Infant health advocates have long promoted several strategies to decrease preterm birth rates that can ultimately reduce infant death. Care innovation, research, health education, and policy advocacy are strategies that March of Dimes and other national leaders have used to reduce preterm birth rates. However, one of the most alarming trends that has interfered with efforts to reduce premature birth and infant mortality is the persistent racial and ethnic disparities that exist in the US.

For instance in 2015, Black women had a 48% higher chance of delivering preterm than their counterparts, and were more than twice as likely to experience infant loss. Reasons behind these differences are varied and complex. Understanding the relationship between people and the impact that social factors can have on their health is important to achieve health equity — health for everyone, regardless of their income, education or racial/ethnic background. According to the March of Dimes, evidence suggests that social determinants of health, such as socioeconomic status (SES) at both individual and area/community levels (e.g., income/poverty, job status, education), as well as psychosocial factors (e.g. chronic stress, lack of social support) are associated with increased risk of adverse birth outcomes.

Our collective voices are critical to sounding the rallying cry that our babies so desperately need. Let it also include the importance of social supports that all moms and dads rely on to ensure that they are healthy in preparation for having healthy infants. September is the month to remember those babies who have passed away and to act by partnering with others to lend support for infant mortality prevention efforts. Remember a cry is a signal from a baby in need. Let our rallying cry signal the need for all babies to be born healthy, to grow and thrive.




Infant mortality. These two words should never go together.

Wednesday, September 21st, 2016

emotional couple sittingInfancy should mark the beginning of life, not the end. Even though the rates of infant deaths are at an all-time low, far too many babies still die before their first birthday. For this reason, September is Infant Mortality Awareness Month – a time for us to share the sad fact that babies still die in infancy, and to help spread the word about how to fix this problem.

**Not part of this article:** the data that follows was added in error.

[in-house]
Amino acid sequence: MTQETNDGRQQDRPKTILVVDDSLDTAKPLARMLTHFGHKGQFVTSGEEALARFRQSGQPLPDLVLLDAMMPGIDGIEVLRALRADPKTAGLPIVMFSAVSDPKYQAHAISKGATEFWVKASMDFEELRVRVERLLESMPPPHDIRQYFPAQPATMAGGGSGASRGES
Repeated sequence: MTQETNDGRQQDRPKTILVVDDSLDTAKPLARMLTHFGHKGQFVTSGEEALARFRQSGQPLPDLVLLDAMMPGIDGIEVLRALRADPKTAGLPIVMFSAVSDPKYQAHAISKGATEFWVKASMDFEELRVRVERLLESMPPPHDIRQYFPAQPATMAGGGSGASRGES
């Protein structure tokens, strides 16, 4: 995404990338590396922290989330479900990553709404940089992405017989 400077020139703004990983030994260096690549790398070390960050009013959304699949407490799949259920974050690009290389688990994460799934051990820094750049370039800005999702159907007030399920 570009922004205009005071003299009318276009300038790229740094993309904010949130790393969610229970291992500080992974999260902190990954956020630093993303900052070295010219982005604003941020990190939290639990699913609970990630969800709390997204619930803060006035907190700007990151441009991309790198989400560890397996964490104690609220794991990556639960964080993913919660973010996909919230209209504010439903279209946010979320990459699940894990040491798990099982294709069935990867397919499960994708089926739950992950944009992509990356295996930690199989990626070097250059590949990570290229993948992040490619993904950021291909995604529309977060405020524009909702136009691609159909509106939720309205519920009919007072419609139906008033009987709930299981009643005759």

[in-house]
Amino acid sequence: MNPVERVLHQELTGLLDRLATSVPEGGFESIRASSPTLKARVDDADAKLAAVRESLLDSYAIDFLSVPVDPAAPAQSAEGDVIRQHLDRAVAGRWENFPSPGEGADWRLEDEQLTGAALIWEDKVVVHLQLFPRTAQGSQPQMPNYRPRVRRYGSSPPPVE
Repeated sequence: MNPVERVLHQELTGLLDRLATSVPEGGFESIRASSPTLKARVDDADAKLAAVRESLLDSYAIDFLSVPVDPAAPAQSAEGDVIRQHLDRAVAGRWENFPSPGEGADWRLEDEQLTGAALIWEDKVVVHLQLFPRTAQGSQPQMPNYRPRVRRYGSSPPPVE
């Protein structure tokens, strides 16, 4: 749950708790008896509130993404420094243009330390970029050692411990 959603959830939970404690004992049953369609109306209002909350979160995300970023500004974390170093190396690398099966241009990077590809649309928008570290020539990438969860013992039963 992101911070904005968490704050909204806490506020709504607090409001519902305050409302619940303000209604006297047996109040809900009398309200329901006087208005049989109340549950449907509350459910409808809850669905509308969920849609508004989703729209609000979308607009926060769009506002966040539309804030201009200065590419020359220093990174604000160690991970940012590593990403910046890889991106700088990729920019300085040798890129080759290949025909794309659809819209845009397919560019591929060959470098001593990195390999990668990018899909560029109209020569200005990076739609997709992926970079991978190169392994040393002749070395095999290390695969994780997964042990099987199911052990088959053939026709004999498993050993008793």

In 2013, in the United States, 23,446 infants died before reaching their first birthday, which is an infant mortality rate of 6.0 per 1,000 live births. Or, put another way, on an average day in the U.S., 64 babies die before reaching their first birthday.

What causes infant death? Can it be prevented?

“Preterm birth, or being born too early (before 37 weeks of pregnancy), is the biggest contributor to infant death,” according to the CDC. In 2013, about one third (36%) of infant deaths were due to preterm-related causes. Among non-Hispanic black infants, the rate of preterm-related death is three times higher than those of non-Hispanic white infants.

Other causes of infant mortality include low birth weight, birth defects, pregnancy complications for the mother, SIDS (sudden infant death syndrome), and unintentional injuries (accidents). Although the rate of infant deaths in the U.S. has declined by almost 12% since 2003, the death of any infant is still one too many.

Having a healthy pregnancy may increase the chance of having a healthy baby.

A woman can help reduce her risk of giving birth early by getting a preconception checkup, staying at a healthy weight, and avoiding alcohol and street drugs during pregnancy. Spacing pregnancies at least 18 months apart and getting early and regular prenatal care during pregnancy are also key parts of a healthy pregnancy.

It’s part of our mission

March of Dimes is committed to preventing premature birth, birth defects and infant mortality. It is our hope that through continued research, we will have a positive impact on the lives of all babies so that fewer families will ever know the pain of losing a child.

If you or someone you know has lost a baby, we hope that our online community, Share Your Story, will be a place of comfort and support to you. There, you will find other parents who have walked in your shoes and can relate to you in ways that other people cannot. Log on to “talk” with other parents who will understand.

Even in the year 2016, “the U.S. has one of the highest rates of infant mortality in the industrialized world,” according to NICHQ, the National Institute for Children’s Health Quality.

March of Dimes is working hard to make this fact history.